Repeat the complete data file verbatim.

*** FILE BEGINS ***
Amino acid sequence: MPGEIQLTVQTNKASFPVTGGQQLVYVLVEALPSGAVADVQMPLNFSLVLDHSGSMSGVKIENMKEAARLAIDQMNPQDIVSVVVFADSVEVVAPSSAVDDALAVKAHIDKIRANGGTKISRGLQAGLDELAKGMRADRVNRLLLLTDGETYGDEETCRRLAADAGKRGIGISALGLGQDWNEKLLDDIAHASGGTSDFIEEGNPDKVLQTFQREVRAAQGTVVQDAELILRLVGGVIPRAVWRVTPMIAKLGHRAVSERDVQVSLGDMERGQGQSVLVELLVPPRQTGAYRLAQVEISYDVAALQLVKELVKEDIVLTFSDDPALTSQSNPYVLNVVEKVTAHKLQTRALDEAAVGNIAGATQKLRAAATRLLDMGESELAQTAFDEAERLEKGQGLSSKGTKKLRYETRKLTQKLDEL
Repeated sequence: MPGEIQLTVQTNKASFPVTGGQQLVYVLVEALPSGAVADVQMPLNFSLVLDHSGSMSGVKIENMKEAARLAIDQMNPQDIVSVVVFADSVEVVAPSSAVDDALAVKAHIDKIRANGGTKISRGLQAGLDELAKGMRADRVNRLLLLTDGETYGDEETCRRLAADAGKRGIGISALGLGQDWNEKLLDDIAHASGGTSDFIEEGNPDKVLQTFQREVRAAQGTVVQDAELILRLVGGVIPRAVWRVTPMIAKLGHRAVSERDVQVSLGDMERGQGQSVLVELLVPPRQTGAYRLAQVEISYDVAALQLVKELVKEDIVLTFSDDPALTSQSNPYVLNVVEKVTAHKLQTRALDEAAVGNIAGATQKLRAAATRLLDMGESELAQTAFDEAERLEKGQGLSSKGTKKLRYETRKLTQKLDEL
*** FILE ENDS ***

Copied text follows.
Amino acid sequence: MPGEIQLTVQTNKASFPVTGGQQLVYVLVEALPSGAVADVQMPLNFSLVLDHSGSMSGVKIENMKEAARLAIDQMNPQDIVSVVVFADSVEVVAPSSAVDDALAVKAHIDKIRANGGTKISRGLQAGLDELAKGMRADRVNRLLLLTDGETYGDEETCRRLAADAGKRGIGISALGLGQDWNEKLLDDIAHASGGTSDFIEEGNPDKVLQTFQREVRAAQGTVVQDAELILRLVGGVIPRAVWRVTPMIAKLGHRAVSERDVQVSLGDMERGQGQSVLVELLVPPRQTGAYRLAQVEISYDVAALQLVKELVKEDIVLTFSDDPALTSQSNPYVLNVVEKVTAHKLQTRALDEAAVGNIAGATQKLRAAATRLLDMGESELAQTAFDEAERLEKGQGLSSKGTKKLRYETRKLTQKLDEL
Repeated sequence: MPGEIQLTVQTNKASFPVTGGQQLVYVLVEALPSGAVADVQMPLNFSLVLDHSGSMSGVKIENMKEAARLAIDQMNPQDIVSVVVFADSVEVVAPSSAVDDALAVKAHIDKIRANGGTKISRGLQAGLDELAKGMRADRVNRLLLLTDGETYGDEETCRRLAADAGKRGIGISALGLGQDWNEKLLDDIAHASGGTSDFIEEGNPDKVLQTFQREVRAAQGTVVQDAELILRLVGGVIPRAVWRVTPMIAKLGHRAVSERDVQVSLGDMERGQGQSVLVELLVPPRQTGAYRLAQVEISYDVAALQLVKELVKEDIVLTFSDDPALTSQSNPYVLNVVEKVTAHKLQTRALDEAAVGNIAGATQKLRAAATRLLDMGESELAQTAFDEAERLEKGQGLSSKGTKKLRYETRKLTQKLDEL